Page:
I’m now working as an assistant professor at the University of Michigan-Dearborn, and I owe a lot of my success to Professor Zhu and NYU Tandon.
I earned my bachelor’s degree in Civil Engineering in 2014 from Tongji University, in Shanghai, and the following year, I received my master’s degree in Advanced Infrastructure Systems from Carnegie Mellon, where Semiha Ergan used to teach and had left her mark. She studies building informatics, the quantification of human experience in the built environment, and infrastructure information modeling and visualization — all in an attempt to make buildings healthier and more efficient. When I heard she had started her new career at NYU Tandon, I knew that was where I wanted to earn my doctoral degree. I share her goal to improve the built environment; it plays an essential role in our day-to-day lives since people spend more than 85% of their times indoors.
There have been studies at the intersection of neuroscience and architecture that have revealed the impact of architectural design features on human emotional experience. Specifically, well-designed facilities can result in faster recovery in hospitals (up to 30%), better learning in schools (up to 25%), and higher productivity in offices (up to 25%) depending on factors like the amount of natural daylight, windows, and ceiling height. On the other hand, poorly designed buildings can have a negative influence on the residents’ physical and psychological well-being, as seen in Sick Building Syndrome (SBS).
I sought to fill a gap in the field: previous studies of human emotional experience of built environments mostly involve soliciting occupants’ feedback of the designed spaces using post-construction surveys that are qualitative and after-the-fact, which means these results can’t be used to help shape design decisions and may contain biased or incomplete questions.
Drawing on my interdisciplinary background in construction management, sensing, and advanced visualization technologies like virtual reality, I developed a novel alternative method: presenting design alternates as virtual environments and conducting experiments to gauge subjects’ physiological responses while navigating the virtual environments. My dissertation, set out to (1) propose a mechanism to quantify design features’ impact on human emotional experience using an integrated approach that combines biometric sensing and virtual environments; (2) identify a set of biometric sensors and their signal features that are effective in quantifying human emotional experience; and (3) propose an algorithm to accurately classify human emotional experience in design alternates using biometric sensing data.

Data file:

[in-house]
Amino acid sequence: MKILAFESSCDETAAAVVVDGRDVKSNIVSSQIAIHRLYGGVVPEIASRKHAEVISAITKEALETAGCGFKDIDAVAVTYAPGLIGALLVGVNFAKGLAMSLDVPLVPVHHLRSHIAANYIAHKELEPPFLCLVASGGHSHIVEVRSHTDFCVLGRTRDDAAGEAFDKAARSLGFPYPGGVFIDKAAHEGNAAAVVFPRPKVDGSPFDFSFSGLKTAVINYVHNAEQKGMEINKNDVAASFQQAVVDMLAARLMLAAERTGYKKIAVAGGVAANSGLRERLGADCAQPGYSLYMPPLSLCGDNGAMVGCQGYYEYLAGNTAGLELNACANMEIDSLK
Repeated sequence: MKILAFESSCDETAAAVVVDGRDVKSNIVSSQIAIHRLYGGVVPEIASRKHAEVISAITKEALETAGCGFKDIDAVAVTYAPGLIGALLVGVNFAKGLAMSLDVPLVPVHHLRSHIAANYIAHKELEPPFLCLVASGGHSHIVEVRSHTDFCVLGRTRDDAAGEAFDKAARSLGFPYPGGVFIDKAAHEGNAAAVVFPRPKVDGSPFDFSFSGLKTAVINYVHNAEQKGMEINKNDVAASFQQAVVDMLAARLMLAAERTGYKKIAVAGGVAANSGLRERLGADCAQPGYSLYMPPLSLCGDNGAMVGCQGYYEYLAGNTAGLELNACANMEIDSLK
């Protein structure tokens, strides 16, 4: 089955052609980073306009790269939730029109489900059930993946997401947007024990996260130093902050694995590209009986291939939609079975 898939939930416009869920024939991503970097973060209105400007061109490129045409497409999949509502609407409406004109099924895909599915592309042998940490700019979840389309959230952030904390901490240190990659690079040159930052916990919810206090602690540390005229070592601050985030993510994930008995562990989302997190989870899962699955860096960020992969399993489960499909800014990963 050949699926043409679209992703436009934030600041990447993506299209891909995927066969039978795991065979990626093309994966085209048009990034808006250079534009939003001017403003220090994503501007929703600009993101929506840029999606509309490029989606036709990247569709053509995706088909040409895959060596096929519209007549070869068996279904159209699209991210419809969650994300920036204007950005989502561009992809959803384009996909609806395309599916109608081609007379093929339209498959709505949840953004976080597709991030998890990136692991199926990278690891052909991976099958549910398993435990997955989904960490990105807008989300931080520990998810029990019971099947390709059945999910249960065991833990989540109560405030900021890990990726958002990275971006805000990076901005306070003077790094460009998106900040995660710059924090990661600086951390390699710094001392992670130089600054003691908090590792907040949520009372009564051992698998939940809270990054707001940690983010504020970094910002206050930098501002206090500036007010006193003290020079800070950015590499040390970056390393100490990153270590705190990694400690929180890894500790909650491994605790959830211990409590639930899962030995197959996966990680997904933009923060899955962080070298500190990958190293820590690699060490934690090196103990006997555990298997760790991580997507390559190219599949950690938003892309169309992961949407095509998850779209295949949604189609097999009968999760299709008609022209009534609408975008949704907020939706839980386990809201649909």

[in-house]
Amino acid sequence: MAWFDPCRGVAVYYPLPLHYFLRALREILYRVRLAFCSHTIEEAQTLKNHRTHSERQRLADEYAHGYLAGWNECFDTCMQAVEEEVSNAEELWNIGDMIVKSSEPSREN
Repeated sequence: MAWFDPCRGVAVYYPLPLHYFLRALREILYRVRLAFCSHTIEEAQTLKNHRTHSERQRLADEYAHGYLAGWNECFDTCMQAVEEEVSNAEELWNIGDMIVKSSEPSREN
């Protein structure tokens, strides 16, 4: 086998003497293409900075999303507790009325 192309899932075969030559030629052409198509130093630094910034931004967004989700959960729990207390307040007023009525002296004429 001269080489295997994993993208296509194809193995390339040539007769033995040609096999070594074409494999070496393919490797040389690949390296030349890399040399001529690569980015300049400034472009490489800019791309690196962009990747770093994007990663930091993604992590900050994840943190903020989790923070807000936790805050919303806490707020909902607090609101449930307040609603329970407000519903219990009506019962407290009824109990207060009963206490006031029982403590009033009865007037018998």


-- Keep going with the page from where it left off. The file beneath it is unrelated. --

I am now working as an Assistant Professor at the University of British Columbia. I miss NYU Tandon, but it’s very exciting to be in Canada with new colleagues.
Associate Professor of Electrical & Computer Engineering Quanyan Zhu
“I am unequivocally proud that Junaid has been recognized with the NYU dissertation award, which I believe will be a splendid harbinger of many other awards for him in the future. His work is the best attestation to his tremendous energy, astounding creativity, and relentless dedication.”
Associate Professor of Civil & Urban Engineering and associated faculty member at the Center for Urban Science and Progress (CUSP) Semiha Ergan
“Zhengbo is a stellar researcher and well deserves such a recognition. His technical know-how and determination to do societally important work are all hallmarks of a true change-maker. I am sure we will hear great news about Zhengbo in years to come.”